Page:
A Mechanical SolutionIn early 2003, Ti Technologies developed a new solution that would capitalize on the benefits of the advanced dispersion chemistries while eliminating the drawbacks of conventional venturi scrubbers. The new scrubber eliminates the need for atomization by providing a labyrinth path for particle removal through mechanical impaction on a stationary substrate, which is subsequently rinsed off with the dispersion chemistry (see Figure 2). Since it does not rely on atomization, the scrubber requires less than half the energy to maintain scrubbing efficiencies equal to those of conventional venturi scrubbers. The new scrubbers also do not require dewatering baffles or mist eliminators. Additionally, since they do not depend on water flow to maintain static pressure for proper scrubbing and exhaust volumes, they can dramatically improve paint booth balance stability and maintainability.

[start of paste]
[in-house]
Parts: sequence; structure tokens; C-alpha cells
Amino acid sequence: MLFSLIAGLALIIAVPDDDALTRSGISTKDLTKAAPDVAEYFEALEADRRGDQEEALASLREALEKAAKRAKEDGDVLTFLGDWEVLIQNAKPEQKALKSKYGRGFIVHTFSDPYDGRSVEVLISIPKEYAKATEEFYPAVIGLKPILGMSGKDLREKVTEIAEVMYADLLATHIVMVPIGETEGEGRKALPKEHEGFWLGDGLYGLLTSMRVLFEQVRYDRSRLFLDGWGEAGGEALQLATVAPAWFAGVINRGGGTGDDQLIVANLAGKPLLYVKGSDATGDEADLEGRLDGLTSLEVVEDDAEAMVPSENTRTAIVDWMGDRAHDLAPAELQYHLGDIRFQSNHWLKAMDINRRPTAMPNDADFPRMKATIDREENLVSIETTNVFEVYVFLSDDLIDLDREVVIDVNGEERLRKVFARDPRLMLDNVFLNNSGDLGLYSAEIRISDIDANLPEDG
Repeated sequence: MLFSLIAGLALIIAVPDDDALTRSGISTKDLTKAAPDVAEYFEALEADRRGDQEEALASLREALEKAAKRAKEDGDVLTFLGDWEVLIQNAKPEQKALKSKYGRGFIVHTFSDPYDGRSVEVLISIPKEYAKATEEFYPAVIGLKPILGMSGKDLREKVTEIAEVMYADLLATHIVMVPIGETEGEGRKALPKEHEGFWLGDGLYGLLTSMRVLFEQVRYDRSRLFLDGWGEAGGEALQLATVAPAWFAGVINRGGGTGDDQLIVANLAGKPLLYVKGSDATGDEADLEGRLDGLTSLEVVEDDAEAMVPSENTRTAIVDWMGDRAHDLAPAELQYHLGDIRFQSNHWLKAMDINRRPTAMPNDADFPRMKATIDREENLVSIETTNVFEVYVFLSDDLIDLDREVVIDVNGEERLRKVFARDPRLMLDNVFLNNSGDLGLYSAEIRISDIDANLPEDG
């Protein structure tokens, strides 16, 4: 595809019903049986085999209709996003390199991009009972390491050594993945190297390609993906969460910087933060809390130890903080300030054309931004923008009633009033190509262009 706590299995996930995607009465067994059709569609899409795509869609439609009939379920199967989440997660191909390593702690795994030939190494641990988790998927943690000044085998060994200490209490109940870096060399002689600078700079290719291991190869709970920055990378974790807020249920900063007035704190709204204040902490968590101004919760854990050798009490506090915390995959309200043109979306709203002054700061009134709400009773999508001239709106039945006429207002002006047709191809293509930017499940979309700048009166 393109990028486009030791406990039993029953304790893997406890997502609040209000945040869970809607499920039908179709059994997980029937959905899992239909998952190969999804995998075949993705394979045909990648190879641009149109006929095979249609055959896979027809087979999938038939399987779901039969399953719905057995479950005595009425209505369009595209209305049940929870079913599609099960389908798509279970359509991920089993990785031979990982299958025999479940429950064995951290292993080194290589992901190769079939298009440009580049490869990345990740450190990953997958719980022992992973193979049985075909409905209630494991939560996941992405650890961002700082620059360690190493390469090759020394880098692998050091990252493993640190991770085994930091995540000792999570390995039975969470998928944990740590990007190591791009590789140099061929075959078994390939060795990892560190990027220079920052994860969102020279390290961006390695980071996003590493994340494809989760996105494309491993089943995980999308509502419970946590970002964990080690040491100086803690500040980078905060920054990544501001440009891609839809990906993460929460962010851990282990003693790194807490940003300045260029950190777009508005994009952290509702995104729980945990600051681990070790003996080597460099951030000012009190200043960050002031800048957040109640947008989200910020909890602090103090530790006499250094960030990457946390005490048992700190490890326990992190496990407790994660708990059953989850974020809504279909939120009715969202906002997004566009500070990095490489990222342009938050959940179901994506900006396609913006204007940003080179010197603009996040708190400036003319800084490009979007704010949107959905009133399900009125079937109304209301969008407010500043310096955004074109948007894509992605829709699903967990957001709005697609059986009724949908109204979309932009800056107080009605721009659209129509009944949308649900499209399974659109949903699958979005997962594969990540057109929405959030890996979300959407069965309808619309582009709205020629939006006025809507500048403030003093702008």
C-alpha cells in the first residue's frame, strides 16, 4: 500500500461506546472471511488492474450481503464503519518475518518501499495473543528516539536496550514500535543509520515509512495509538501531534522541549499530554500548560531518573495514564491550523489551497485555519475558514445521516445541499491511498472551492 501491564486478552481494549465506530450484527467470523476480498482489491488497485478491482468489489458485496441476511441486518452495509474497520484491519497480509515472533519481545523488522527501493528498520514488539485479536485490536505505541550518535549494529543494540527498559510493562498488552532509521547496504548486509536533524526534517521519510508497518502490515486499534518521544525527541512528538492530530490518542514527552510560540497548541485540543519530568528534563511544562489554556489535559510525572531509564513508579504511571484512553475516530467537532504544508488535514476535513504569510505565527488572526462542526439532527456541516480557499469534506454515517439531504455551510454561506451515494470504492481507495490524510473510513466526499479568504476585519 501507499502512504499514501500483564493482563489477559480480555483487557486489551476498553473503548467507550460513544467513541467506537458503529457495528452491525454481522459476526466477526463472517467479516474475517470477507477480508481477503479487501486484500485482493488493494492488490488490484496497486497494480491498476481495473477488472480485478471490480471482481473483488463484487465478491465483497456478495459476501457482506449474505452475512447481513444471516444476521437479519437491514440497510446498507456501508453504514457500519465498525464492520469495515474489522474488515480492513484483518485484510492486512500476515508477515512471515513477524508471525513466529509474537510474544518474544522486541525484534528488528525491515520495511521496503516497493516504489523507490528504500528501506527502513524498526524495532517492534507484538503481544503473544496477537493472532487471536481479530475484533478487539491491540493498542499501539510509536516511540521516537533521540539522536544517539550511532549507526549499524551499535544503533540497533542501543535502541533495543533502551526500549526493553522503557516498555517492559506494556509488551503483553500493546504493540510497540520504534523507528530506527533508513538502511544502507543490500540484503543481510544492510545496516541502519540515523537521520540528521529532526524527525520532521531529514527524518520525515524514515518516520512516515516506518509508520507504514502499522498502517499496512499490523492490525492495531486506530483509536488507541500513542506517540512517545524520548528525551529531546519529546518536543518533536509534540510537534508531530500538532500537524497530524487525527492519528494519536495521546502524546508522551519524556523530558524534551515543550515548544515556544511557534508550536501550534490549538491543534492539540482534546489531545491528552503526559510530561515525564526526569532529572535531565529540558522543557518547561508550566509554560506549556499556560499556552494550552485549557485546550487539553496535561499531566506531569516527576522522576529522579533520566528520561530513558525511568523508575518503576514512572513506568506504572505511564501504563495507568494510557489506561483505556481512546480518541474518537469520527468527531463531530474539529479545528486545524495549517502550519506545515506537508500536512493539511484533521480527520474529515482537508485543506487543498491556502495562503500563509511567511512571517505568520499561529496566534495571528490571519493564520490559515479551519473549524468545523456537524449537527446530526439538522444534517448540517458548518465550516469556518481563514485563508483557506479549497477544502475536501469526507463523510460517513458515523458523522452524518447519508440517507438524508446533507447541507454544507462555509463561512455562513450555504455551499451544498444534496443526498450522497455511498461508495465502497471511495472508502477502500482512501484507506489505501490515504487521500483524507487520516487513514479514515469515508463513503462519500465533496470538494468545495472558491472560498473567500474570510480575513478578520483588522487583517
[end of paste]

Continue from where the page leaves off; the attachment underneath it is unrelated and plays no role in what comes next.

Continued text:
The scrubber is installed on a 2- to 3-ft-wide bed of a diffusion media the entire length of the paint spray booth. This design provides high-performance laminar airflow distribution and allows a substantial reduction in downdraft velocities, along with tight control of infiltration and cross drafts at the booth silhouettes. The laminar airflow, volume reductions and improved booth balance can increase paint transfer efficiency, product quality and first run capability.